• Jessee, M.A.N., Hamburger, M. W., Allstadt, K., Wald, D. J., Robeson, S. M., Tanyas, H., et al. (2018). A global empirical model for near-real-time assessment of seismically induced landslides. Journal of Geophysical Research: Earth Surface, 123, 1835–1859. https://doi.org/10.1029/2017JF004494
    • Kreemer, C., J. Haines, W. Holt, G. Blewitt, and D. Lavallee (2000), On the determination of a global strain rate model, Geophys. J. Int., 52(10), 765–770.
    • Kreemer, C., W. E. Holt, and A. J. Haines (2003), An integrated global model of present-day plate motions and plate boundary deformation, Geophys. J. Int., 154(1), 8–34, , https://doi.org/10.1046/j.1365-246X.2003.01917.x.
    • Kreemer, C., G. Blewitt, E.C. Klein, 2014. A geodetic plate motion and Global Strain Rate Model in Geochemistry, Geophysics, Geosystems, v. 15, p. 3849-3889, https://doi.org/10.1002/2014GC005407.
    • Meyer, B., Saltus, R., Chulliat, a., 2017. EMAG2: Earth Magnetic Anomaly Grid (2-arc-minute resolution) Version 3. National Centers for Environmental Information, NOAA. Model. https://doi.org/10.7289/V5H70CVX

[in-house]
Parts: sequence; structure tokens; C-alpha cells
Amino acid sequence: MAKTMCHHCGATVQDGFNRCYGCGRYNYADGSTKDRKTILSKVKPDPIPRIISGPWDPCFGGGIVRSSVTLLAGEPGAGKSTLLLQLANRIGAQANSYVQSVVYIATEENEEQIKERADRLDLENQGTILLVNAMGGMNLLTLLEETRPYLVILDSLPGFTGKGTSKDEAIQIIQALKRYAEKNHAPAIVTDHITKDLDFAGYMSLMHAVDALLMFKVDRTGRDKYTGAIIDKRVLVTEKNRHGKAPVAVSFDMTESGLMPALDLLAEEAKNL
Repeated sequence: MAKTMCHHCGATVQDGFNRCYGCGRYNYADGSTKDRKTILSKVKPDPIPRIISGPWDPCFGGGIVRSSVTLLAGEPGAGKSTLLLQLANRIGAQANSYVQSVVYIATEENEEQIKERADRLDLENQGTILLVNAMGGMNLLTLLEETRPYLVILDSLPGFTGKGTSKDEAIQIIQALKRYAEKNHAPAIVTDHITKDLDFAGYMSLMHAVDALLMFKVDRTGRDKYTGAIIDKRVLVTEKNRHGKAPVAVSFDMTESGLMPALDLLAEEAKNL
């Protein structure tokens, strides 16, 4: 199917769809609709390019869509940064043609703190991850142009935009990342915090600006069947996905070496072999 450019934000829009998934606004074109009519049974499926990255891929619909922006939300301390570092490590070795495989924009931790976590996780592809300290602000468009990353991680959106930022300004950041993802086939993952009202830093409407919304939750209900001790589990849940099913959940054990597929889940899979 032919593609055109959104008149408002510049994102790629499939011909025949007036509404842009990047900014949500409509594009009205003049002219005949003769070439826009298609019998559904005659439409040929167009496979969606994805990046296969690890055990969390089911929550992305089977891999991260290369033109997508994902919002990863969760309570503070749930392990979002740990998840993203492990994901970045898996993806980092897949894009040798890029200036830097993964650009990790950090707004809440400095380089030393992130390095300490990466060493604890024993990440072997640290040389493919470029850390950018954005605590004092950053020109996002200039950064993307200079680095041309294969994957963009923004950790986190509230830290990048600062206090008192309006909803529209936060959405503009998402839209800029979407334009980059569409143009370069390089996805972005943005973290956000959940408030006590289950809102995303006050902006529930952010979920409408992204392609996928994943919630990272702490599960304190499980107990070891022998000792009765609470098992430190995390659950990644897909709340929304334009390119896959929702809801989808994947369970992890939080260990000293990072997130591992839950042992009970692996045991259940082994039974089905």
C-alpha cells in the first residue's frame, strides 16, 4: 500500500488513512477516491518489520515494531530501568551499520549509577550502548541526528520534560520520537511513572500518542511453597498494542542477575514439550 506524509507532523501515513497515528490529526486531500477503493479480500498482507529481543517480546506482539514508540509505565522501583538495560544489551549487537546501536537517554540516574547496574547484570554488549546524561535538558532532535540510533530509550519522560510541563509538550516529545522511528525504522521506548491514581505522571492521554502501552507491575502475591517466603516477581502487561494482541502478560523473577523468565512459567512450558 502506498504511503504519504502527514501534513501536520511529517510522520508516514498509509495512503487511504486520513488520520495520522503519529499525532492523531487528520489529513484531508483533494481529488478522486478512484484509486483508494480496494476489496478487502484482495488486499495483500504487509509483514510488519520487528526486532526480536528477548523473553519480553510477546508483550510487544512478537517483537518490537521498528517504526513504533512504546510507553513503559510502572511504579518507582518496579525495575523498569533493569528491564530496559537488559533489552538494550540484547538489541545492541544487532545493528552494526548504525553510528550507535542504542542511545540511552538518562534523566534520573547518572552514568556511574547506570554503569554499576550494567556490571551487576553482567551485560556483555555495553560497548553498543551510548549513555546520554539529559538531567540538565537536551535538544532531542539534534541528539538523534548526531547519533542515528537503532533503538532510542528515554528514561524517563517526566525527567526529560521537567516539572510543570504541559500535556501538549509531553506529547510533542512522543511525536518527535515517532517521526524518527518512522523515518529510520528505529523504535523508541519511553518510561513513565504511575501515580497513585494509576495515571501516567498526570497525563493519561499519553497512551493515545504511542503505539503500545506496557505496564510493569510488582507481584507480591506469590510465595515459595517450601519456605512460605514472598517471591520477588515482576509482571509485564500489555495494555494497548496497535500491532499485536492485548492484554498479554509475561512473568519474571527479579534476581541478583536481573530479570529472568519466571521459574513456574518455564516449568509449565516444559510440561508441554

• Müller, R.D., Sdrolias, M., Gaina, C. and Roest, W.R., 2008, Age spreading rates and spreading asymmetry of the world’s ocean crust in Geochemistry, Geophysics, Geosystems, 9, Q04006, https://doi.org/10.1029/2007GC001743
    • Pagani,M. , J. Garcia-Pelaez, R. Gee, K. Johnson, V. Poggi, R. Styron, G. Weatherill, M. Simionato, D. Viganò, L. Danciu, D. Monelli (2018). Global Earthquake Model (GEM) Seismic Hazard Map (version 2018.1 – December 2018), DOI: 10.13117/GEM-GLOBAL-SEISMIC-HAZARD-MAP-2018.1
    • Silva, V ., D Amo-Oduro, A Calderon, J Dabbeek, V Despotaki, L Martins, A Rao, M Simionato, D Viganò, C Yepes, A Acevedo, N Horspool, H Crowley, K Jaiswal, M Journeay, M Pittore, 2018. Global Earthquake Model (GEM) Seismic Risk Map (version 2018.1). https://doi.org/10.13117/GEM-GLOBAL-SEISMIC-RISK-MAP-2018.1
    • Zhu, J., Baise, L. G., Thompson, E. M., 2017, An Updated Geospatial Liquefaction Model for Global Application, Bulletin of the Seismological Society of America, 107, p 1365-1385, https://doi.org/0.1785/0120160198
    • Specific References